Hardcover: 320 pages
Publisher: Minotaur Books (July 11, 2017)

My Review:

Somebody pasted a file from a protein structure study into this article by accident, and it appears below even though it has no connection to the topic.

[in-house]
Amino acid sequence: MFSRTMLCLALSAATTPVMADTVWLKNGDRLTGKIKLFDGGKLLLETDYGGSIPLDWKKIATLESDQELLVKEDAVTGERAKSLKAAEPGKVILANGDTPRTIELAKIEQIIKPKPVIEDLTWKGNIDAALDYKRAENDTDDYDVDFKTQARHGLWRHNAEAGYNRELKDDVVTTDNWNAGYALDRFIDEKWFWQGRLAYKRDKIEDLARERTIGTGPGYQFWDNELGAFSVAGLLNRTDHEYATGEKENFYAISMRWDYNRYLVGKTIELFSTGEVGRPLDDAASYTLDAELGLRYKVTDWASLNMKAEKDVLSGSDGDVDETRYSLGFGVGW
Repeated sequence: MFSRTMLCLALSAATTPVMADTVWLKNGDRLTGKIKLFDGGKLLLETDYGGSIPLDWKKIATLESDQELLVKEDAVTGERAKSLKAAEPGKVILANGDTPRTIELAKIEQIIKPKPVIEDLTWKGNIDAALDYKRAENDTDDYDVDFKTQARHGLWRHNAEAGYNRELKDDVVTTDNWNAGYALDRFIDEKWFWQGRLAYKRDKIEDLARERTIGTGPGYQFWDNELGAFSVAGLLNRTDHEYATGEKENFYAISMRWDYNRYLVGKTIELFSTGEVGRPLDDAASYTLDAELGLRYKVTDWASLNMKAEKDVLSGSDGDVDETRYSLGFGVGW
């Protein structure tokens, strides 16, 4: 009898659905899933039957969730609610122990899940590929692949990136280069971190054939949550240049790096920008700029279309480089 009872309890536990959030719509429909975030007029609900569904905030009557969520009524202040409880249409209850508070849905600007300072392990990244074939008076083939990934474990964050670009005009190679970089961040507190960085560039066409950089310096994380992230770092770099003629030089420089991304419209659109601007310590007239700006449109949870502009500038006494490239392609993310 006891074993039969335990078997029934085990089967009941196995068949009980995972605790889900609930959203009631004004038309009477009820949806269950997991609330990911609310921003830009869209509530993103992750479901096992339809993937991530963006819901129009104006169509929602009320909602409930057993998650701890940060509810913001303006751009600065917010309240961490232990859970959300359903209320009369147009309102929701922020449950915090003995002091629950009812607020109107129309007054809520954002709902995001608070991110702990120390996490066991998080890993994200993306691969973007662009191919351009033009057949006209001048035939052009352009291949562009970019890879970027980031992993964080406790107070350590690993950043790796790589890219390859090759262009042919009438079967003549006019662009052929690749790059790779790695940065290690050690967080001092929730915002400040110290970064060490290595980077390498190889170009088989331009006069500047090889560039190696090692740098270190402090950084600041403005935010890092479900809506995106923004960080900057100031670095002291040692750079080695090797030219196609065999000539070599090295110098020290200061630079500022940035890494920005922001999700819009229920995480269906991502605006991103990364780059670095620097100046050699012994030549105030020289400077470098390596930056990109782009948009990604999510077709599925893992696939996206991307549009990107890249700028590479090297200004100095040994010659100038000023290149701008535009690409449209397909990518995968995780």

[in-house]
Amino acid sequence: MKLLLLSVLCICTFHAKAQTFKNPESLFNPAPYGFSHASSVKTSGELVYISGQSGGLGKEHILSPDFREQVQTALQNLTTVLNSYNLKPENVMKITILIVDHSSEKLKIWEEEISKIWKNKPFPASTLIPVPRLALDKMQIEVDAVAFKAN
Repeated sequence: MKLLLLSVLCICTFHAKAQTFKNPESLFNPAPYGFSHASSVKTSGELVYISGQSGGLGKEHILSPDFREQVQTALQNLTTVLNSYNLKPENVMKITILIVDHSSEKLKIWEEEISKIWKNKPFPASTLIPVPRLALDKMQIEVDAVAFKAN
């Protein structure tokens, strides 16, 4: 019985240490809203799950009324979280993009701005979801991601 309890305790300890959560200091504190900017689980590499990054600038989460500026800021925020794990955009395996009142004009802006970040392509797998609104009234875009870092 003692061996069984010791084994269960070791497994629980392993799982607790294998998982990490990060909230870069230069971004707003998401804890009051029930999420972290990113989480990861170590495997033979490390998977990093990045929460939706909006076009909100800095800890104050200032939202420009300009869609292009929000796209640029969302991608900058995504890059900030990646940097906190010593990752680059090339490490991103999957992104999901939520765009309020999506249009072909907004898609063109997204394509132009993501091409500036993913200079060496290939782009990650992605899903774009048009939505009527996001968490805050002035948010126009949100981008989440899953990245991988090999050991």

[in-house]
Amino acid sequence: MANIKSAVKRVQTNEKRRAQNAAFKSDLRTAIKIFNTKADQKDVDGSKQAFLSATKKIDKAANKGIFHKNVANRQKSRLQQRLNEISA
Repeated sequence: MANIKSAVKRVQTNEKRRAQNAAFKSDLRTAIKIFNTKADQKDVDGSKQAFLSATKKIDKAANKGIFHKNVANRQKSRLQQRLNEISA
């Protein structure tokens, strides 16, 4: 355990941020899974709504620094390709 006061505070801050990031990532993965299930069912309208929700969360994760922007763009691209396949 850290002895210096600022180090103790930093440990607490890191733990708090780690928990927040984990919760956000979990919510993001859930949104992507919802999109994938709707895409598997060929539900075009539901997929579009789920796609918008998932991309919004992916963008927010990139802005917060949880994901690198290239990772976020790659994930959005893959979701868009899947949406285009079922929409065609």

Last year I reviewed The Branson Beauty, the first book in the series and really liked the main character Sheriff Hank Worth and the Branson Missouri setting, and so I was excited to read Another Man's Ground which takes up shortly after the first book left off. (Note: It is possible to read this book without reading the first book as the author provides an update and the basic back story, but I would recommend reading The Branson Beauty first--it's good, you'll enjoy it, and you'll get to know most of the key players and supporting characters.) In this book, Hank goes to investigate a report of tree bark theft (it's slippery elm that was bringing the owner good money as it was sold to be processed as an herbal supplement) but the investigation takes a turn when a body is discovered on the neighboring property, and the body of a child is discovered soon after. As if the investigations aren't complicated enough, Hank is fighting a recent nemesis for his role of Sheriff--although he was appointed to the role, the coming election will determine whether he keeps his job. If Hank doesn't win, it could be difficult for him to stay in Branson where he and his surgeon wife and kids have come back to live with his recently widowed father-in-law.